If the initial response on Twitter is any indication, however, the burgeoning boycott may backfire, begetting a bumper year for Tag-a-longs, Thinmints and Trefoils (those yummy shortbread cookies).

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Ray Hill kicks off campaign for Texas House with YouTube videos

Ray Hill

Ray Hill

As previously reported by Houstini Ray Hill, the iconic and iconoclastic Houston LGBT activist, announced this year that he would challenge ten-term incumbent state representative Garnet Coleman in next spring’s Democratic Primary. Hill is running what he calls an “unfunded campaign,” relying on social media and support from community members to get his message out.

We haven’t heard much about the campaign since Hill filed at the beginning of the month (perhaps he’s been distracted by his recent arrest during an attempt to prevent the HPD vice squad from harassing strippers), but Hill seems to have gotten back into the campaign saddle, releasing two YouTube videos about his campaign and why he thinks he’s the best choice to represent district 147 (they can be viewed after the jump). The audio’s not the best (tip: taping next to a roaring waterfall does not produce the best sound), but in both videos Hill expresses his belief that the common people of the district will vote him into office. Judge for yourself:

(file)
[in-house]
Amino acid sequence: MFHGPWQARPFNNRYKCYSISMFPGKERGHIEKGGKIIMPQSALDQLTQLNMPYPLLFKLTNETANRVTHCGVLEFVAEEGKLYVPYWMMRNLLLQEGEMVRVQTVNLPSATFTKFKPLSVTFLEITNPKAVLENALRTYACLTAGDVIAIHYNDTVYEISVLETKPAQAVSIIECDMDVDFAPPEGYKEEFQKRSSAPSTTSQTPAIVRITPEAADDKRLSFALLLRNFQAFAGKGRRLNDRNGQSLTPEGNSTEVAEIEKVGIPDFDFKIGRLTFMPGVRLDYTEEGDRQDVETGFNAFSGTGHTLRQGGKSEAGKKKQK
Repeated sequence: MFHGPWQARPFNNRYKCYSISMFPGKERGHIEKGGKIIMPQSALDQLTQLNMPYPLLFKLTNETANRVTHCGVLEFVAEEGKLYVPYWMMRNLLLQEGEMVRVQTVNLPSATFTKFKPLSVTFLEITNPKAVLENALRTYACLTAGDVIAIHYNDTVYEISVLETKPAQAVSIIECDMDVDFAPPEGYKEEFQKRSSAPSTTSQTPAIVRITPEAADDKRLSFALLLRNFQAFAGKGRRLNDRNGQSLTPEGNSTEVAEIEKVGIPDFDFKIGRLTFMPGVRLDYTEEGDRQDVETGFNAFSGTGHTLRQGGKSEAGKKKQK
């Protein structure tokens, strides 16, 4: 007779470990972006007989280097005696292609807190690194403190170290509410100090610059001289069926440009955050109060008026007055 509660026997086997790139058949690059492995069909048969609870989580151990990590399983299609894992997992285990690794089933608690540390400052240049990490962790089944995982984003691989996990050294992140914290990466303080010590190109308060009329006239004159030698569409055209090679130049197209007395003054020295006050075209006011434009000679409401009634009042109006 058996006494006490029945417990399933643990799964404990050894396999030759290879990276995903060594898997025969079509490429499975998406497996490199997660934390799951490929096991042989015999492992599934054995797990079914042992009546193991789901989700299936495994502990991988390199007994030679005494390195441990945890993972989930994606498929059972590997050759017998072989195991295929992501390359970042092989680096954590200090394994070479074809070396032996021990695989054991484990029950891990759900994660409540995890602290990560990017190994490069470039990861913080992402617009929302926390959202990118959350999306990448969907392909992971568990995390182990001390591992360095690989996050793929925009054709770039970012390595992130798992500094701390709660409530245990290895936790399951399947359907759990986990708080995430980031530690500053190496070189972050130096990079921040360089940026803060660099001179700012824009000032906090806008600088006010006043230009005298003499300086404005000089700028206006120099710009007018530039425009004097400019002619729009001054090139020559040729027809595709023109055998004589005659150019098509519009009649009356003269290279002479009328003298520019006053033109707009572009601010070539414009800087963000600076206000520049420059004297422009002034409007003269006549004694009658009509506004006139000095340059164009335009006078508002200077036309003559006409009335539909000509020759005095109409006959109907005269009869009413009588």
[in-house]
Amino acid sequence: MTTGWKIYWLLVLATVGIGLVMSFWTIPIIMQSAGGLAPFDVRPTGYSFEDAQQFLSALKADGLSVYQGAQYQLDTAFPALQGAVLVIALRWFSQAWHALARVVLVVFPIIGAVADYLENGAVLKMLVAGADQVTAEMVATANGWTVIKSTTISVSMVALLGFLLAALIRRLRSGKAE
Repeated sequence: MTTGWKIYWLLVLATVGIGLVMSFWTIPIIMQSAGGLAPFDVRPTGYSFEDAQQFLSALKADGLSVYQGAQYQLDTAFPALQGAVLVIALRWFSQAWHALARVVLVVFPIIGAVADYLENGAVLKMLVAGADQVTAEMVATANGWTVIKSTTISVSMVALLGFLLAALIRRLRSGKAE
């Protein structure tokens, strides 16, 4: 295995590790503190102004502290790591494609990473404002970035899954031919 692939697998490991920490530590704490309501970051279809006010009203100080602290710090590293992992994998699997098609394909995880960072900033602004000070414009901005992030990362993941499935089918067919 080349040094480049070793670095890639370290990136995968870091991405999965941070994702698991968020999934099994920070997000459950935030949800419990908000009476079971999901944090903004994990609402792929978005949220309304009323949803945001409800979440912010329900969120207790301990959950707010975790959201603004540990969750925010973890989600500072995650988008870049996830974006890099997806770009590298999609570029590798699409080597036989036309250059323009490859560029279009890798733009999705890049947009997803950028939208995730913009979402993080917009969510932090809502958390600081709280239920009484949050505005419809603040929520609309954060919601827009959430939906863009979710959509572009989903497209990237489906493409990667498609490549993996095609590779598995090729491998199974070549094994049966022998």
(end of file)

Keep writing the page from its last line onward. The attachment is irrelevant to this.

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Houston Chronicle pulls endorsement of school board member Rodriguez over anti-gay flier

Manuel Rodriguez

The Houston Chronicle has rescinded its endorsement of Houston Independent School District Trustee Manuel Rodriquez over an anti-gay flier distributed by the Rodriquez campaign. As previously reported by Houstini, the flier attacked Rodriquez’s opponent, Ramiro Fonseca, for his history of advocating for LGBT people, and his endorsement by the Houston GLBT Political Caucus. The flier also suggested that Fonseca being 52 and unmarried is a reason that Houstonians should not trust him to make decisions affecting children, and points out that he has a “male partner.”

In the online opinion piece removing their endorsement, the Chronicle editorial board called out the overt homophobia in the Rodriquez flier.

“With his hateful flier, Rodriguez perpetuates the kind of stereotypes that put our kids in danger. And he implies that all right-thinking people agree with him – an insult to his constituents, and precisely the kind of blithe, old-school homophobia that makes school hallways so treacherous.